official publication, is a glowing planet.
But beyond its alien notoriety, Roswell is just a small community in the
middle of the desert and at the end of the Bible Belt.
The most obvious lesson Ive learned here is that theres a lot more to
Roswell than UFOs. In the half-century since the incident, the area,
like anywhere else, has grown and changed.
God remains a very influential figure in local society; its not
uncommon for a politician or government official to pray or openly talk
about his or her religious beliefs during public ceremonies and
meetings. Well over 100 churches, most of them Protestant, serve the
less than 50,000 residents here.
Southeastern New Mexico is also a hotbed for conservatism, quite a
change for me, even after having lived in Ozaukee County.
The social scene in Roswell is drastically different from what I was
used to in Milwaukee and Grafton. Its hard, when youre working up to
60 erratic hours a week, to get involved in clubs and organizations, and
even harder to meet people my age. A lot of kids here get married and/or
pregnant at a young age, and are busy with their own families.
With no big cities for 200 miles in any direction, people get bored in
Roswell. Drugs, gangs and guns contribute to the high crime rate here,
and the poor local economy doesnt help.
Almost half the population is Hispanic, and there are few
African-Americans. It lets me practice my Spanish, at least.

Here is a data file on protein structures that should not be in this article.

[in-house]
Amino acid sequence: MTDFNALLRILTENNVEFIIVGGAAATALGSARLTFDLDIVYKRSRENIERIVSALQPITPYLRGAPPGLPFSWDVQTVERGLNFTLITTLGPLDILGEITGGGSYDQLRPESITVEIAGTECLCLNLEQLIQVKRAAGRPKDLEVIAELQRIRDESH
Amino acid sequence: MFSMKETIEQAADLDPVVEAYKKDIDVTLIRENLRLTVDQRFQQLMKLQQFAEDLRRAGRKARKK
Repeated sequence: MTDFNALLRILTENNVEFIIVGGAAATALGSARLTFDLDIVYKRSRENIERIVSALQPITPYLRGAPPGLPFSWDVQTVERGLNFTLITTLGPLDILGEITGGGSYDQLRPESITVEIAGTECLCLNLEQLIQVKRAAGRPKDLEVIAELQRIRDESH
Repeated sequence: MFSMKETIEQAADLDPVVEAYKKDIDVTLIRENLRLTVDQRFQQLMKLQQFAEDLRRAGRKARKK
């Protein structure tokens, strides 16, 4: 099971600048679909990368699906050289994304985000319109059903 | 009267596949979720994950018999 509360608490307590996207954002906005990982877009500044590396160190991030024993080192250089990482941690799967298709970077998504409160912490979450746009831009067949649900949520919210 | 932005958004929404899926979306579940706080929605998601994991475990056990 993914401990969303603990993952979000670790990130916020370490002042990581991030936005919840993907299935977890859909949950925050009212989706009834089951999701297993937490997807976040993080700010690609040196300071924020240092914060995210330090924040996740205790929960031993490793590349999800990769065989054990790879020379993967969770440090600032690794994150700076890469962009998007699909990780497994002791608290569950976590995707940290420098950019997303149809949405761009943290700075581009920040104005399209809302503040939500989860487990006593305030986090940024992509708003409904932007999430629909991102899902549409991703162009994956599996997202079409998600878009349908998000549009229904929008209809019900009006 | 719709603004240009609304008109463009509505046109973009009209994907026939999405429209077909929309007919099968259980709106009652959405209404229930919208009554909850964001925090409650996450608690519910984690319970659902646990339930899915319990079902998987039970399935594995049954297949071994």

I am reluctant to be a tourist in my own town, and now that I have been
here for a while its hard to think of the UFO incident as anything more
than a local novelty and economy-booster. The more pressing and
important issues, those that affect the everyday life of residents here,
are what really concern me, because knowing them is my job.
The Roswell Daily Record broke the story in 1947, but these days, the
only time UFOs are mentioned in the paper is in stories about tourism
and economic development. Like many other communities, there are those
here who want growth based on tourism, in this case alien-related, and
those who like Roswell the way it is. Ultimately, it is this tension of
opposites that makes the UFO issue newsworthy.
Though my high school choir teacher, Steve Vepraskas, recently told me I
hadnt changed at all, Ive come a long way, geographically and
mentally, since my carefree teenage days in Grafton, and my
intellectually and socially stimulating stint at the University of
Again, Roswell is the last place I thought Id ever end up, but it was a
great opportunity, one that Im glad I didnt pass up.
"The truth is out there," they say. I still havent made up my mind
about the truth. If extraterrestrials prove their existence, it will
truly rock my world.
And if they do decide to come back, Ill have the story of a lifetime.
Want more information about Roswell? Visit these Web sites:
UFO Festival: www.uforoswell.com
International UFO Museum and Research Center: www.iufomrc.com
Roswell Daily Record: www.roswell-record.com
Lisa Ridgely, a 1997 graduate of Grafton High School and of the
University of Wisconsin-Milwaukee in 2002, took a job recently as a
reporter with the Roswell Daily Record, a newspaper in Roswell, N.M.
This is her account of what its like to live and work in a community
whose main claim to fame is a controversial and disputed landing there
by aliens in July 1947.